By Peter Young on Oct 08, 2013
New claim of responsibility for the Grand Meadow, Minnesota mink release.
In a communique received today, "an individual working alone" took credit for
releasing "at least" 250 mink (the farm puts the number at 450) from the Einar
Myhre fur farm in Grand Meadow, Minnesota. It is the 9th US mink release in just
over three months, as activists continue a massive fur farm campaign nationwide.
Working alone: the new model
Most notable about this release is that it was carried out by one person, acting
alone. This is an emerging model, which has been seen in at least half a dozen
significant actions in the past several years. Most recently, the September
release of 20 mink in Utah was carried out by a single person.
It's easy to see why increasingly, activists are choosing to carry out nightime
raids alone. Finding solid, trustworthy, and willing people to carry out animal
rescues is perhaps the greatest challenge of clandestine animal liberation
Working alone also alleviates the threat of one person in the group informing on
others, in the (rare) event of an arrest. The vast majority of substantial
prison sentences in the US have been the result of an informant.
And the "working alone" model is particularly suited to mink releases, which do
not require transporting animals off site, lookouts, or other roles that would
necessitate additional participants.
While more participants would directly translate to more animals saved, we may
increasingly see individuals weighing this benefit against the increased risk of
informants, and the difficulty in finding trustworthy people to work with, and
choosing to carry out rescue missions alone.
On October 7th, an individual working alone emptied a mink shed at the Myhre
Mink Farm on Highway 16 in Grand Meadow, Minnesota. At least 250 fur-bearers ran
to the lake directly behind the property. These animals needed very little help
to freedom. As the cages were being unlatched, many of the individuals pawed it
open themselves to make a dash. They are not domesticated and their spirits are
not broken. Many of these mink screeched loudly at the sight of human hands,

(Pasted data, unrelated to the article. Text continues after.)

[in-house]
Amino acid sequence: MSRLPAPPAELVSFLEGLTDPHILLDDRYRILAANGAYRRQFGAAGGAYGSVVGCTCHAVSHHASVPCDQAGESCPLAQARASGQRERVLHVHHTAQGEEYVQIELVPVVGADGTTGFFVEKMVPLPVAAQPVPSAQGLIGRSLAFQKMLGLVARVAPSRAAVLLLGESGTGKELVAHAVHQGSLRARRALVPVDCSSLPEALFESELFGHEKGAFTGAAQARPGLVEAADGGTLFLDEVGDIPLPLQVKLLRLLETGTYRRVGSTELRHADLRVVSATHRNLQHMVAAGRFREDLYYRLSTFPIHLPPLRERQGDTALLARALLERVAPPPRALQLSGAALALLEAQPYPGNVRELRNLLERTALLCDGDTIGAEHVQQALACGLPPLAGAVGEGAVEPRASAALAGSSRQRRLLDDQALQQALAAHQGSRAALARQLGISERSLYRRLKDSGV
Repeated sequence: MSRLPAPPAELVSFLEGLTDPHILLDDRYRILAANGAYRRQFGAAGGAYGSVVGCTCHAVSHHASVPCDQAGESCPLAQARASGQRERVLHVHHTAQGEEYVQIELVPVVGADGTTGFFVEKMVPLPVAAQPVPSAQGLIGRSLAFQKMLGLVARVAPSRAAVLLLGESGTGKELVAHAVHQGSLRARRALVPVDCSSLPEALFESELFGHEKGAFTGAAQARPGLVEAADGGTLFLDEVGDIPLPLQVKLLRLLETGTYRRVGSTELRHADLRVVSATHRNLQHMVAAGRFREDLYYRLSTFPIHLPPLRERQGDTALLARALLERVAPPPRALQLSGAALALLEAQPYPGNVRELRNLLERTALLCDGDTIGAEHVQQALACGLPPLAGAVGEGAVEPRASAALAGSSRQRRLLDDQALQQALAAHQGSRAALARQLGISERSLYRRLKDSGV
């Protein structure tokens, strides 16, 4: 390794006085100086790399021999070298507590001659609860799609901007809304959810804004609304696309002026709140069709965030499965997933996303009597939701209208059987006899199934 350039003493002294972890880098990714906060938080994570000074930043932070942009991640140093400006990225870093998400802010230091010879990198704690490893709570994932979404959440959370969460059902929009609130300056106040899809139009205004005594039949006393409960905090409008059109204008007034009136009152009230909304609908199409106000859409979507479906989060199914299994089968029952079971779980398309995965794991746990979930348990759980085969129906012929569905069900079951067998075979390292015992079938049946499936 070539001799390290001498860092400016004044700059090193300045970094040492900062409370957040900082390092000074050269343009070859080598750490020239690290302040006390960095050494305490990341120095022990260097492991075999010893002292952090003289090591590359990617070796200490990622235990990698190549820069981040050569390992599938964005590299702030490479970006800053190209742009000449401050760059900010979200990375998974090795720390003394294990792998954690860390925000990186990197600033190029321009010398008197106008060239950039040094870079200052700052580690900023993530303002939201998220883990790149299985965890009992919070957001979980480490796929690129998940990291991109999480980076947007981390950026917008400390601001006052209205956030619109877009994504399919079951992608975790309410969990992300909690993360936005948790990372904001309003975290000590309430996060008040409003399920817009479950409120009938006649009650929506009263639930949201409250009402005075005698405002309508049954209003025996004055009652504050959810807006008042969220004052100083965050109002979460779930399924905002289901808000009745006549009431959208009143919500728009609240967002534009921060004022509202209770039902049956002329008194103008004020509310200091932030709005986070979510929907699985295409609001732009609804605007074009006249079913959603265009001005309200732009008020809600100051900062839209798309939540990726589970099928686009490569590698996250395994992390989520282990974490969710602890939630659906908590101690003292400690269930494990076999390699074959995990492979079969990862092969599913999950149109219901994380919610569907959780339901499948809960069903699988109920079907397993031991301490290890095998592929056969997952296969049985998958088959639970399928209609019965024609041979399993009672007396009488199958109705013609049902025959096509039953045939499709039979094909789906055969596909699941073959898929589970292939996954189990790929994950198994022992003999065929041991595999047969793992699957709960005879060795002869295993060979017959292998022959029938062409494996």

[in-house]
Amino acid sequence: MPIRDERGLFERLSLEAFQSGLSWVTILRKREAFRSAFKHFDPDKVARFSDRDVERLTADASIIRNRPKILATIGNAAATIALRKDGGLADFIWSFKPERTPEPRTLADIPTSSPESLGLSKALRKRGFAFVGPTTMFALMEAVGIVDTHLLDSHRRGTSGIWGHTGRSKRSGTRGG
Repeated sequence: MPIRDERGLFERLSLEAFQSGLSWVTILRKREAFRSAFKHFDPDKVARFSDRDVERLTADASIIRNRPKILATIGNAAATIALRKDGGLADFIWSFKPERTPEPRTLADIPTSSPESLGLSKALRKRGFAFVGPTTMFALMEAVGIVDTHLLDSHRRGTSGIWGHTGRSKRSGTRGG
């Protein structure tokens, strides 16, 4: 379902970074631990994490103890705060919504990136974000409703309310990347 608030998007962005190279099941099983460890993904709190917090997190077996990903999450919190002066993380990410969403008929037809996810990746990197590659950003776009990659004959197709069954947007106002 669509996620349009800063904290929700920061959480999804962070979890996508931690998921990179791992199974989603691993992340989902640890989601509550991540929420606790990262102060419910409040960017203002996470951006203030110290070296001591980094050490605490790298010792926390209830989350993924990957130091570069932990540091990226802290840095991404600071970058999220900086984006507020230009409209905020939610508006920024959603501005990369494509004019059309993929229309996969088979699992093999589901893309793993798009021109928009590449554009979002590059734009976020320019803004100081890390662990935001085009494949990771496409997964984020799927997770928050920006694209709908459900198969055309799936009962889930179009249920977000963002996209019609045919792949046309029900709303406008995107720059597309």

having only known the murderous hands of Einar Myhre. The only thing keeping
these animals imprisoned is our own fear and a simple latch on a cage. A wild
existence for them is only feet away. Make animal liberation a reality.
This is the ninth U.S. fur farm raid of the year. This level of activity has not
been seen for nearly twenty years.
To the fur farmers of the world, we have nothing to say to you. We offer only
this prayer: The rest is secrets. Silence now. If night has fallen, sleep well.
Imprisoned in cages for life, or mercilessly trapped with painful leghold
traps in the wild, fur-bearing animals killed to make unnecessary fashion
statements are forced to endure intensive confinement, compared to the miles of
territory these still-wild animals would enjoy in their natural state. The
natural instincts of these captive animals are completely frustrated;
self-mutilation, sickness, infection, poor sanitation and the sheer stress of
confinement lead animals in captivity to premature death. When they survive,
animals of sufficient size are killed by anal electrocution or gassing, then
skinned. In addition to liberating the wild animals destined for a certain,
painful and agonizing death, another goal of liberationists is to cause economic
damage to fur retailers and farms; dozens of stores and fur farming operations
have seen economic ruin since "Operation Bite Back" began by the Animal
Liberation Front in the 1990s.
The Animal Liberation Front utilizes economic sabotage in addition to the direct
liberation of animals from conditions of abuse and imprisonment to halt needless
animal suffering. By making it more expensive to trade in the lives of innocent,
sentient beings, the ALF maintain the atrocities against our brothers and
sisters are likely to occur in smaller numbers; their goal is to abolish the
exploitation, imprisonment, torture and killing of innocent, non-human animals.
A copy of the Final Nail, a listing of all known fur farm locations in North
America, is available on the Press Office website home page at